With the page templates, I can spend some quality time designing a page, then make it a template for my site.  Very useful if you have made a class blog, for example.   If you find other cool ways to use these new features (or old features), be sure to SHARE them on the Share HELP site for staff & students.  Everyone in EPS had editing rights to that site, and anyone can see it on the web.

Terry from the TIPS team.

Here’s what Google had to say about these new features:

(By the way, I keep up with what’s new with apps by following this page.)

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Articles

Do Interactive Whiteboards create interactive students?

In Tools on September 24, 2009 by TIPS Team Tagged: ,

— by Randy Lyseng

Just read a very compelling article from Wesley Fryer talking about the “lure” of technology in the classroom and the myth that tools such as Interactive Whiteboards will keep students engaged and entertained in the classroom. His article is based on a conversation he had recently had with a parent and this parents’ belief that such technologies would be so beneficial for her child.

This is a great reminder that it’s not the tool that will engage the student, it’s how the teacher will use a variety of tools and strategies  to engage the student.  This picture shows a great example of how it could be interactive.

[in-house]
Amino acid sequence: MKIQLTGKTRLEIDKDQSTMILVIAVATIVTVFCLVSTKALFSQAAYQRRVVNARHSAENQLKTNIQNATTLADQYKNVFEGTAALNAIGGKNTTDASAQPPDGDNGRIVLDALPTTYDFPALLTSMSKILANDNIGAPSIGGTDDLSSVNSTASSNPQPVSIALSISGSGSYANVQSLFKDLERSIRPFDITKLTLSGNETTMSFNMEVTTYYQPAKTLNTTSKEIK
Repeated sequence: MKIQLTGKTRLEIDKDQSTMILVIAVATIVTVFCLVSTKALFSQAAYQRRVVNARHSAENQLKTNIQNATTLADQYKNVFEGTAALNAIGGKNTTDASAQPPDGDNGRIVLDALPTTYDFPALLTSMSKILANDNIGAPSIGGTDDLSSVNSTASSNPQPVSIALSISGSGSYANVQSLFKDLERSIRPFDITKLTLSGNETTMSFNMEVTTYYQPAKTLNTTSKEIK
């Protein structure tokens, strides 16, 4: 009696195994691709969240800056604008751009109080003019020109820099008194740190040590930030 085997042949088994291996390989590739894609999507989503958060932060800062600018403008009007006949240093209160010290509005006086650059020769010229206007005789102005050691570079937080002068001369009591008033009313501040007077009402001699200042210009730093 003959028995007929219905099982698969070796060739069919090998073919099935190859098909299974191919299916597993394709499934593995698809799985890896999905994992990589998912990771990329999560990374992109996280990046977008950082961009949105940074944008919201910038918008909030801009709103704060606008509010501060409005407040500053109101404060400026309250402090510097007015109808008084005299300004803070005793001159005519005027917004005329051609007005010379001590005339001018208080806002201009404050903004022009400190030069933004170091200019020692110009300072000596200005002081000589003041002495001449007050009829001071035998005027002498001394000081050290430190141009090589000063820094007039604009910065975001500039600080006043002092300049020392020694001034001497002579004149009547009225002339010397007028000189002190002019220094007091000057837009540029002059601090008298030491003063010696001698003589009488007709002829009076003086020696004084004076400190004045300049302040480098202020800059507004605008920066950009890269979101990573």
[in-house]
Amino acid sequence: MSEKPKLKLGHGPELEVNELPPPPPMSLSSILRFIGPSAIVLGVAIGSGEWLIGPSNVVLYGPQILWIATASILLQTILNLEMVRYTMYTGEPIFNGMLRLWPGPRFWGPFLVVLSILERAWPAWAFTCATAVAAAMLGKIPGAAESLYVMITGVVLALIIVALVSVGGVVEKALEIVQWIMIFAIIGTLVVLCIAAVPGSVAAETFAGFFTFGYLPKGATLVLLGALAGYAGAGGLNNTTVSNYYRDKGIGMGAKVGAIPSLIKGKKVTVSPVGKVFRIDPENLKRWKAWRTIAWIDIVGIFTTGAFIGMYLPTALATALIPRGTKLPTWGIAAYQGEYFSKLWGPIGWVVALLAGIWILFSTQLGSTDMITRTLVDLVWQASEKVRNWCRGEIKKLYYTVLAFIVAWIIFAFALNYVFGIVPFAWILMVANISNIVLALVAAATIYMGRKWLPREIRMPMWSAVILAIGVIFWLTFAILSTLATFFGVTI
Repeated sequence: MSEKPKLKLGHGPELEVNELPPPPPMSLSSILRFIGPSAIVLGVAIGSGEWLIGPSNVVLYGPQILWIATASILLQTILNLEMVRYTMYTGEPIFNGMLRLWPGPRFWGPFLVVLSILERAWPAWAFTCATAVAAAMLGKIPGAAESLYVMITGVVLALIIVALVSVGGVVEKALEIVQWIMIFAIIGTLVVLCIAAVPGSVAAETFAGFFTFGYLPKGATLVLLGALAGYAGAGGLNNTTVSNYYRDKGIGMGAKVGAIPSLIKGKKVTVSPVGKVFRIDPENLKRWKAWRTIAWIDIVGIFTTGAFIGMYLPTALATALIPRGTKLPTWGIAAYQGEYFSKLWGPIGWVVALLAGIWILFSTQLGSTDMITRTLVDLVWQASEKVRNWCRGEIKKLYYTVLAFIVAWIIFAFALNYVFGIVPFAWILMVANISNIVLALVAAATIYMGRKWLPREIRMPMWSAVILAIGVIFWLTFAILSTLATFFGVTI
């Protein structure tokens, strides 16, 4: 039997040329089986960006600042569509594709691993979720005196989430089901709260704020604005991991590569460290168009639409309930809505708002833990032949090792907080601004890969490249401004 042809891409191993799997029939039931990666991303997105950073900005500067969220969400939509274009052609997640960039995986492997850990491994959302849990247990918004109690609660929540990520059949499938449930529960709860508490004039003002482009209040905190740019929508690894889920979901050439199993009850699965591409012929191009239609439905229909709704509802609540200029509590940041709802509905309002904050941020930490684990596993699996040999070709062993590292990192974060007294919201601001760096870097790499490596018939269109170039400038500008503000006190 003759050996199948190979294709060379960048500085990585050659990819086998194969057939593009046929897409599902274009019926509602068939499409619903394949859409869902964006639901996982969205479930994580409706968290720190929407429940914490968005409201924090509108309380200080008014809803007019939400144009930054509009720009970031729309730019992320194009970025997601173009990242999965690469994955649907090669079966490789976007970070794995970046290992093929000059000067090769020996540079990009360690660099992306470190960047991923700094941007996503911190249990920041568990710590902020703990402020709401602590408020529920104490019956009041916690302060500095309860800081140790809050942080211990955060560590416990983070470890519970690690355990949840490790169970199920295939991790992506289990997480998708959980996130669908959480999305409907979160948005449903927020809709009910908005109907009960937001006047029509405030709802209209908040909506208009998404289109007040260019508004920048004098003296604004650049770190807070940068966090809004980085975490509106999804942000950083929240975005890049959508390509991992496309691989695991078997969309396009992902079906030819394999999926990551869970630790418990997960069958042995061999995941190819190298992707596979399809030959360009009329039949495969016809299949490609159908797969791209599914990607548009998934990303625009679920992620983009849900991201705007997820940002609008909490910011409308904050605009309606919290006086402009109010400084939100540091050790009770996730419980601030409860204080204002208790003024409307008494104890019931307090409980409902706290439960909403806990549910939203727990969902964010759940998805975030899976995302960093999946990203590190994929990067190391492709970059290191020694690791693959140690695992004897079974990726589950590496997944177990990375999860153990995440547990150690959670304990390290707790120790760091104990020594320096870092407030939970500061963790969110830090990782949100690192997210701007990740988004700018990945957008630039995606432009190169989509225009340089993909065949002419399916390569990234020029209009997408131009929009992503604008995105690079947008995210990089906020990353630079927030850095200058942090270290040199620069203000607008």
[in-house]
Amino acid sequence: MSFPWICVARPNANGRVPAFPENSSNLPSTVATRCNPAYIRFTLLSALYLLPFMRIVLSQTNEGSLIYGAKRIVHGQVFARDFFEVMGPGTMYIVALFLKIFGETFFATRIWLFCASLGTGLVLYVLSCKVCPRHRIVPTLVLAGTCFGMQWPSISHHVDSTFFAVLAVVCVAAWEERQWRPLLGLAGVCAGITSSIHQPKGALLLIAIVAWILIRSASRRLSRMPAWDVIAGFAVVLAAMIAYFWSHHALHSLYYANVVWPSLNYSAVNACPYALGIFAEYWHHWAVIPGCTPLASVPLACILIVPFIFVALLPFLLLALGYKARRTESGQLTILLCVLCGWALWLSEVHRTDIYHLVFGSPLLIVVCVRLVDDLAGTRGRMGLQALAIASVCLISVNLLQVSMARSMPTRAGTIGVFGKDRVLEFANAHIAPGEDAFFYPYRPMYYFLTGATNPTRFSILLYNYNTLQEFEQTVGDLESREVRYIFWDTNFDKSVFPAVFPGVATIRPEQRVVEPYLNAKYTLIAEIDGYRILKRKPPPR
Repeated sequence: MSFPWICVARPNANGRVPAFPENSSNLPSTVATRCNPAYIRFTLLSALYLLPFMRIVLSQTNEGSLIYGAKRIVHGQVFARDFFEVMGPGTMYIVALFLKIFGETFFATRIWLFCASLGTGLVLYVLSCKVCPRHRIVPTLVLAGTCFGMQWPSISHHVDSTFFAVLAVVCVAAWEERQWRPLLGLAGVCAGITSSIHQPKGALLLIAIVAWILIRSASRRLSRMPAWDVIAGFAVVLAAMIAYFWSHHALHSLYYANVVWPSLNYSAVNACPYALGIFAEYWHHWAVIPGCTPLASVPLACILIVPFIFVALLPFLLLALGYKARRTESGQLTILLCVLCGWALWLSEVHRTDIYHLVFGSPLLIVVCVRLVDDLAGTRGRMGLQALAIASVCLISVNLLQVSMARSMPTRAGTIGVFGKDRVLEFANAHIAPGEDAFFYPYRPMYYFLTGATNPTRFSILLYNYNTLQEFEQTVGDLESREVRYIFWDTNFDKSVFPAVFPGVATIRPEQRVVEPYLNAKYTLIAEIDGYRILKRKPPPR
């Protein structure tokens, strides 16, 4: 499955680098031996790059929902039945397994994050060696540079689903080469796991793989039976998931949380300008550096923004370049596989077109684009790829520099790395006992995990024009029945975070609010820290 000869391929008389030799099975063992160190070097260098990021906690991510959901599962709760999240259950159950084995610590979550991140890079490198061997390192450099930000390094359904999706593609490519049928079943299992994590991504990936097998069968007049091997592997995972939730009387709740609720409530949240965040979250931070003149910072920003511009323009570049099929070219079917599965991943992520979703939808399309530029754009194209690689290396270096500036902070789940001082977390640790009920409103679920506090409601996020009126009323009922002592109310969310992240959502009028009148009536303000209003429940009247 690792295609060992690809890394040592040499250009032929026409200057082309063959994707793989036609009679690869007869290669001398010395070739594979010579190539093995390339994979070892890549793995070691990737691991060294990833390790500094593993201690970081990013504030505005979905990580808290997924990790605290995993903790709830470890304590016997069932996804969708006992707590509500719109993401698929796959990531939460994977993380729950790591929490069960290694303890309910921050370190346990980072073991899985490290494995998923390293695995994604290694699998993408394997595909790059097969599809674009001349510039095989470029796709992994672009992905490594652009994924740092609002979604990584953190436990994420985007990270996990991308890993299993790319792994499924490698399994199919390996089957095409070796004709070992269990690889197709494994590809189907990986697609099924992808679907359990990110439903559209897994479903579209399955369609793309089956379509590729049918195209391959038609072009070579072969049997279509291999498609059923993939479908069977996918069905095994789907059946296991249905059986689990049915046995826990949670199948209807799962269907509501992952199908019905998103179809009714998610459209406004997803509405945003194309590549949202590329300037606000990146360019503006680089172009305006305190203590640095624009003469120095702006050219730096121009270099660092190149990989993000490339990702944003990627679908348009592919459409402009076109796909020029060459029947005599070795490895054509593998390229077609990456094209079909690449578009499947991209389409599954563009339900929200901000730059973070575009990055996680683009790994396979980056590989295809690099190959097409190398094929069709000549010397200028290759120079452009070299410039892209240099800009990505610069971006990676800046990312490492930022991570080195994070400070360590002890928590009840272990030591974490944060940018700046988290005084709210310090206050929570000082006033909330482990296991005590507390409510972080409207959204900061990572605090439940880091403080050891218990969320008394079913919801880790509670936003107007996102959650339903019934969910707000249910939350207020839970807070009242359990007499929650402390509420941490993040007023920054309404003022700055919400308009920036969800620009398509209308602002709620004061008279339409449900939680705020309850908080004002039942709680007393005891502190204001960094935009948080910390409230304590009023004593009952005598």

Here’s Fryer’s blog post appropriately called  Interactive technology access does not guarantee good teaching and learning.

Via the Speed of Creativity blog.

Update (October 20, 2009):  In a similar vein, see the latest post from Fryer:  No, just having IWBs does not make learning engaging

Even better, see Dr. Jon Becker’s five part “Peer-review of Marzano’s IWB Study” from this summer: Part 1, Part 2, Part 3, Part 4, and Part 5.

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Articles

My.epsb.ca student portal hits schools

In Tools on September 22, 2009 by TIPS Team Tagged: ,

Six district schools are currently using the my.epsb.ca student portal, which provides student at those sites with access to the same group of Share (Google) Apps tools that teachers have had access to for the last year.  While staff use Staffzone to get to their Share content, students will use my.epsb.ca to access these collaborative tools.  A move towards cloud computing and away from desktop applications (such as MS Office) will allow for greater flexibility with devices (e.g. Mac, iPod, Linux, etc.) and with where students can access their online tools.  For an overview of the project, visit the Share HELP site – this provides an overview of the Share (Google) Apps for staff and students.